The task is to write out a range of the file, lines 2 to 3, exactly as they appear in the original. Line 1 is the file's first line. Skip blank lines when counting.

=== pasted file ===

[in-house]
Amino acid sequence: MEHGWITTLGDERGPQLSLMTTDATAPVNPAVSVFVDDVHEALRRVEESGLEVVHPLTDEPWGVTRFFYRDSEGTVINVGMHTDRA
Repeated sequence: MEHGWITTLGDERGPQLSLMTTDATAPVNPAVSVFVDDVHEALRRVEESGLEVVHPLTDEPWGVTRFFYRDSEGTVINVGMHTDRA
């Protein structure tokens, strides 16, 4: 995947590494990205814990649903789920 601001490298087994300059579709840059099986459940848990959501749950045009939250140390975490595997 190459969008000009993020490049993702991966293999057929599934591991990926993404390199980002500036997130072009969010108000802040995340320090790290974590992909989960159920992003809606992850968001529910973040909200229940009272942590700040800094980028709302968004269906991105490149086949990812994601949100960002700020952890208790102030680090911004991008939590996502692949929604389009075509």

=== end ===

Amino acid sequence: MEHGWITTLGDERGPQLSLMTTDATAPVNPAVSVFVDDVHEALRRVEESGLEVVHPLTDEPWGVTRFFYRDSEGTVINVGMHTDRA
Repeated sequence: MEHGWITTLGDERGPQLSLMTTDATAPVNPAVSVFVDDVHEALRRVEESGLEVVHPLTDEPWGVTRFFYRDSEGTVINVGMHTDRA